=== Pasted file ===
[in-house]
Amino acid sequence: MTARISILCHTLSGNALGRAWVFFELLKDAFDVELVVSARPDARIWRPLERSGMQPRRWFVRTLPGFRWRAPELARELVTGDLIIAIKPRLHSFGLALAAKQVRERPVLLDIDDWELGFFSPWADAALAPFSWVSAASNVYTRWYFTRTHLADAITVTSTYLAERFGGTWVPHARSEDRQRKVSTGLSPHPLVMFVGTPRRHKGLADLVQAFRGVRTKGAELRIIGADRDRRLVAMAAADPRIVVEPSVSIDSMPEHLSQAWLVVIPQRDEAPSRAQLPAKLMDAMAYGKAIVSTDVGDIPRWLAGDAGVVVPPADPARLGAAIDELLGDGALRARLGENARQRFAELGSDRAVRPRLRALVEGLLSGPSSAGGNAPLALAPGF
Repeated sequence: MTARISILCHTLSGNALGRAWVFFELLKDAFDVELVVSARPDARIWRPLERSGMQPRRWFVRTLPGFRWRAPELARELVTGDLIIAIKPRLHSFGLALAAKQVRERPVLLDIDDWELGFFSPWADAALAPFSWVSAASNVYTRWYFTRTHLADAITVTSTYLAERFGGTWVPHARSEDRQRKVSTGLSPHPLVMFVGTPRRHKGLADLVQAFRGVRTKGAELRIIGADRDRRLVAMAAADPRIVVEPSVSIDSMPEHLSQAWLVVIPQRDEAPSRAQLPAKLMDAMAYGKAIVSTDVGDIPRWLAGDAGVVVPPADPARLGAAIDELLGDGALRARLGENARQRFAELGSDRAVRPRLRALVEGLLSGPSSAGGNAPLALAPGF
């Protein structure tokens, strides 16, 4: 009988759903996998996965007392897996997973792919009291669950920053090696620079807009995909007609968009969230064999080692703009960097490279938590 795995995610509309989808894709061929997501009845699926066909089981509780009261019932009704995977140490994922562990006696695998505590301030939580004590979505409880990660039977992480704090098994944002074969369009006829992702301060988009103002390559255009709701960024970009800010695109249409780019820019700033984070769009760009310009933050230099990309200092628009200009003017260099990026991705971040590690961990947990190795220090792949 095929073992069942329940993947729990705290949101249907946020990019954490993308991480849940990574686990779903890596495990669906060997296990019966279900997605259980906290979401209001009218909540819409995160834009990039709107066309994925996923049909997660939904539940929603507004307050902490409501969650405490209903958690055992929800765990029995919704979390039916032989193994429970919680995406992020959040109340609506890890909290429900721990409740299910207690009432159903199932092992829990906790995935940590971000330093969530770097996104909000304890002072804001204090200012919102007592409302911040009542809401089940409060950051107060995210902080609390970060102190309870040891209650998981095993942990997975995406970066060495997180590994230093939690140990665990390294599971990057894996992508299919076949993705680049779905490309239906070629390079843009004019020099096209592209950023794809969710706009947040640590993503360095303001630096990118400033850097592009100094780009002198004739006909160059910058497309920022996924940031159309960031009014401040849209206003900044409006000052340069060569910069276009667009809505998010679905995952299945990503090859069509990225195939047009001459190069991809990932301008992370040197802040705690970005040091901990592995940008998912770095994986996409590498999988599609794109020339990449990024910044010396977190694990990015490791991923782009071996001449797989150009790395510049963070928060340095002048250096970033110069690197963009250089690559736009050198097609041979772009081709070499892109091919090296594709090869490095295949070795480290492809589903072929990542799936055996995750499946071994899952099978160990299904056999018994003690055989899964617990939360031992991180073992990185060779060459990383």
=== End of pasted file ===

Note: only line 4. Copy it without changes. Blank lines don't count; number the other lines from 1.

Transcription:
């Protein structure tokens, strides 16, 4: 009988759903996998996965007392897996997973792919009291669950920053090696620079807009995909007609968009969230064999080692703009960097490279938590 795995995610509309989808894709061929997501009845699926066909089981509780009261019932009704995977140490994922562990006696695998505590301030939580004590979505409880990660039977992480704090098994944002074969369009006829992702301060988009103002390559255009709701960024970009800010695109249409780019820019700033984070769009760009310009933050230099990309200092628009200009003017260099990026991705971040590690961990947990190795220090792949 095929073992069942329940993947729990705290949101249907946020990019954490993308991480849940990574686990779903890596495990669906060997296990019966279900997605259980906290979401209001009218909540819409995160834009990039709107066309994925996923049909997660939904539940929603507004307050902490409501969650405490209903958690055992929800765990029995919704979390039916032989193994429970919680995406992020959040109340609506890890909290429900721990409740299910207690009432159903199932092992829990906790995935940590971000330093969530770097996104909000304890002072804001204090200012919102007592409302911040009542809401089940409060950051107060995210902080609390970060102190309870040891209650998981095993942990997975995406970066060495997180590994230093939690140990665990390294599971990057894996992508299919076949993705680049779905490309239906070629390079843009004019020099096209592209950023794809969710706009947040640590993503360095303001630096990118400033850097592009100094780009002198004739006909160059910058497309920022996924940031159309960031009014401040849209206003900044409006000052340069060569910069276009667009809505998010679905995952299945990503090859069509990225195939047009001459190069991809990932301008992370040197802040705690970005040091901990592995940008998912770095994986996409590498999988599609794109020339990449990024910044010396977190694990990015490791991923782009071996001449797989150009790395510049963070928060340095002048250096970033110069690197963009250089690559736009050198097609041979772009081709070499892109091919090296594709090869490095295949070795480290492809589903072929990542799936055996995750499946071994899952099978160990299904056999018994003690055989899964617990939360031992991180073992990185060779060459990383």